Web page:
The Next Generation of Chicken Farmers

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Ever noticed that kids like chickens? At the very least, even if they are a bit nervous, they want to know about the chickens. We love showing off our girls to any kids (or adults) that come along. If we’re lucky and we play our cards right, we assimilate a few of them…into chicken farmers. That’s right, chicken farmers. We hope they’ll have kids of their own one day and they will turn those kids into chicken farmers too.

 

 

build a chicken coop, hens, roosters, country living in a cariboo valley, raising chickens, eggs

 

Meet Mike and Renee, who are now keepers of chickens! Mike is holding “Beauty”.  They have 16 hens and 1 rooster.

 

 

 

build a chicken coop, hens, roosters, country living in a cariboo valley, raising chickens, eggs

 

Here’s Abe, isn’t he beautiful? Roosters are always more good looking than hens, just like most birds.

 

 

build a chicken coop, hens, roosters, country living in a cariboo valley, raising chickens, eggs

 

This Buff Orpington’s name is “Feathers”. Almost all of the chickens have been named by Mike and Renee.

 

 

build a chicken coop, hens, roosters, country living in a cariboo valley, raising chickens, eggs

 

 

This wacky looking hen is a Houdan.  The Houdan comes from France and has 5 toes!

 

 

 

build a chicken coop, hens, roosters, country living in a cariboo valley, raising chickens, eggs

 

 

Check out the feet – I’ll bet the other hens are jealous of her fine footwear now in the cold of Winter.

 

 

build a chicken coop, hens, roosters, country living in a cariboo valley, raising chickens, eggs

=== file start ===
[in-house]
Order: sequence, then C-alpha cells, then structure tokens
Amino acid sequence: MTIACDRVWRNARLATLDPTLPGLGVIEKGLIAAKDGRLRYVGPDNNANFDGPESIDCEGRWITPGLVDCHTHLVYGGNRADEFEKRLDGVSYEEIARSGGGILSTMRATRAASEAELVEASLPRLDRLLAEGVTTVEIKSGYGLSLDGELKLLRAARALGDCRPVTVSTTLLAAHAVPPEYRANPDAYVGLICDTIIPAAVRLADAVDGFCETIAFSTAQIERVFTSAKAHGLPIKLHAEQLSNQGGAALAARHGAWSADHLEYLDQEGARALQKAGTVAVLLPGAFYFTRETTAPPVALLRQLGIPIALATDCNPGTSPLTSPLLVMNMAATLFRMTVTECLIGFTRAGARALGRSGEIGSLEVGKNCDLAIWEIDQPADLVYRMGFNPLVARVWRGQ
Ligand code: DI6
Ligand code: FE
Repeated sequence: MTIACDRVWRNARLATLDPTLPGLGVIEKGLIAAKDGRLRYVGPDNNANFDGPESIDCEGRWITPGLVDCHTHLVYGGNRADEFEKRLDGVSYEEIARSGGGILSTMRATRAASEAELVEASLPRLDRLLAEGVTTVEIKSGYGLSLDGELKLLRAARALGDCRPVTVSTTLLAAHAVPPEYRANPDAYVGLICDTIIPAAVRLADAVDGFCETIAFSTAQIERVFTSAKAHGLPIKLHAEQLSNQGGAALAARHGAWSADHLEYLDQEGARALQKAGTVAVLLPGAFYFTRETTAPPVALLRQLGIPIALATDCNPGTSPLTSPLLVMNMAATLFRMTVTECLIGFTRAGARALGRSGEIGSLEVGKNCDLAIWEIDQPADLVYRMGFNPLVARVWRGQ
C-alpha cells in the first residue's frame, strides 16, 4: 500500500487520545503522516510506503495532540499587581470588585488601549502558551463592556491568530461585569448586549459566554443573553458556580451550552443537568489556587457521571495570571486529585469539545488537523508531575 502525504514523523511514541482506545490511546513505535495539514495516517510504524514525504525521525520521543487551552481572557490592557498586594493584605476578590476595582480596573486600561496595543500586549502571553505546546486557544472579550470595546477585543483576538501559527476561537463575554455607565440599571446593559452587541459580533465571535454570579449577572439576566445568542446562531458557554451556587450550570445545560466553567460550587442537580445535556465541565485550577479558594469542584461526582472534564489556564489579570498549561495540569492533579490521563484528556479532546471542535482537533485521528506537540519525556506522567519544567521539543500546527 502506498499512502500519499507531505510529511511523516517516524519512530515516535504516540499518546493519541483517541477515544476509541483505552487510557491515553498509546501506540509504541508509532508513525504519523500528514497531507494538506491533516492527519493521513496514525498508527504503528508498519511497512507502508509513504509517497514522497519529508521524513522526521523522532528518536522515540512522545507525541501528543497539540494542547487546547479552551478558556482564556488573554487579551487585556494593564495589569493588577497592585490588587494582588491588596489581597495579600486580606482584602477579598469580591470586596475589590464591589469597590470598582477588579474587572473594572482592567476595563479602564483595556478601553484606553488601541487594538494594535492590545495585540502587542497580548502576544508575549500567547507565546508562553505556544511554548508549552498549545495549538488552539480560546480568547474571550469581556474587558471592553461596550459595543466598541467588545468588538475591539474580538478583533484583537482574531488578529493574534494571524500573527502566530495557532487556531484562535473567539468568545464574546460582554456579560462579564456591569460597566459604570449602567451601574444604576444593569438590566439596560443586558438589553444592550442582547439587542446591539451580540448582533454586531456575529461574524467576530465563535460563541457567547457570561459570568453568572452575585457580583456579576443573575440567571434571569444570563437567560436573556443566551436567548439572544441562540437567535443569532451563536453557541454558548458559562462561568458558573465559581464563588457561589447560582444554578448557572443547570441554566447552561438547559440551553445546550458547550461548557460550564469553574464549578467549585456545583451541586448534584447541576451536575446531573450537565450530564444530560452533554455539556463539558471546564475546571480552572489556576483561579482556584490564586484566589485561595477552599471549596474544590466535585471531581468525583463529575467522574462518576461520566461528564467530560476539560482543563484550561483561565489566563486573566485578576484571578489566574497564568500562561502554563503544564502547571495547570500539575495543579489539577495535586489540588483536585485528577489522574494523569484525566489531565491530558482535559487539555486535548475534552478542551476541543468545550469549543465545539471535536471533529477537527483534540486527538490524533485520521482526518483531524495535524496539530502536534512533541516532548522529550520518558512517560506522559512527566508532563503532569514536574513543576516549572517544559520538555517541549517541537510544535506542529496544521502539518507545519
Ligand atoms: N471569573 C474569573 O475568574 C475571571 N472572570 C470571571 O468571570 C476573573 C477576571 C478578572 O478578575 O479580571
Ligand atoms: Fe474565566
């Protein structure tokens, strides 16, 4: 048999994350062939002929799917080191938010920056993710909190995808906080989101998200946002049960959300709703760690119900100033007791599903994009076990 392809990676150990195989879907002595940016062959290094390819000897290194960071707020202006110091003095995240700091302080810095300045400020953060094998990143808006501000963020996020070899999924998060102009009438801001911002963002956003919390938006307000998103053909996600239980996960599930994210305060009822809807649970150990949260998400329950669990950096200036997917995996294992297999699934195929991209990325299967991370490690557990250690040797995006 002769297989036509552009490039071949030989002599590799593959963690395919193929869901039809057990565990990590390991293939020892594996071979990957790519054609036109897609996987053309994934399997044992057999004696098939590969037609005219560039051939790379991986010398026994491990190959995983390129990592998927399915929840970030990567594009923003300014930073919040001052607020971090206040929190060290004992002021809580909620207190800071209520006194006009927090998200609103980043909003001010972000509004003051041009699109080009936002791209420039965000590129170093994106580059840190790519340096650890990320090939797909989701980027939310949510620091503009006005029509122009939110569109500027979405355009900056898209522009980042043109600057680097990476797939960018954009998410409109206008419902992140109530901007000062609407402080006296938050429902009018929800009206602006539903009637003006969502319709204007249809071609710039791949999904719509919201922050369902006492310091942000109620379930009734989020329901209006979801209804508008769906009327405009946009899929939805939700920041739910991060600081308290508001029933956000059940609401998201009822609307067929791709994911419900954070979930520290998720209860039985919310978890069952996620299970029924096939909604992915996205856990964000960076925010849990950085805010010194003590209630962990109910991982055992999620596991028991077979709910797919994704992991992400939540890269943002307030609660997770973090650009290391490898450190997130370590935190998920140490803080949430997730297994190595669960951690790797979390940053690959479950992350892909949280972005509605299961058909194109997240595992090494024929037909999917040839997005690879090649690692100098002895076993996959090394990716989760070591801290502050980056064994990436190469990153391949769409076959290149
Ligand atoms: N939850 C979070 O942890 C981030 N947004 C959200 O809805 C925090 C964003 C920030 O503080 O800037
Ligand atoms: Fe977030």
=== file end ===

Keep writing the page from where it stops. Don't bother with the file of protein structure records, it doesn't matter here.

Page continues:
Here’s the awesome looking chicken coop that Mike and his Dad made. Have you ever seen a log chicken house before?

 

 

build a chicken coop, hens, roosters, country living in a cariboo valley, raising chickens, eggs

 

This one even has a deer antler for the door handle. Pretty spiffy!

 

 

build a chicken coop, hens, roosters, country living in a cariboo valley, raising chickens, eggs

 

The coop is trimmed with Christmas lights.

 

 

build a chicken coop, hens, roosters, country living in a cariboo valley, raising chickens, eggs

 

 

The trapdoor that they open up so the chickens can come outside into their big fenced run.

 

 

build a chicken coop, hens, roosters, country living in a cariboo valley, raising chickens, eggs

 

Mike says he and Renee check for eggs about 2 or 3 times a day.  They’ve got a great setup inside…..roosts in one corner

 

 

 

build a chicken coop, hens, roosters, country living in a cariboo valley, raising chickens, eggs

 

Nesting boxes in the other corner.

 

 

 

build a chicken coop, hens, roosters, country living in a cariboo valley, raising chickens, eggs

 

Dual heat lamps to keep the girls and Abe nice and warm during the Winter.

 

 

build a chicken coop, hens, roosters, country living in a cariboo valley, raising chickens, eggs

 

 

A seperate equipment and feed room is part of the log chicken house.

 

 

build a chicken coop, hens, roosters, country living in a cariboo valley, raising chickens, eggs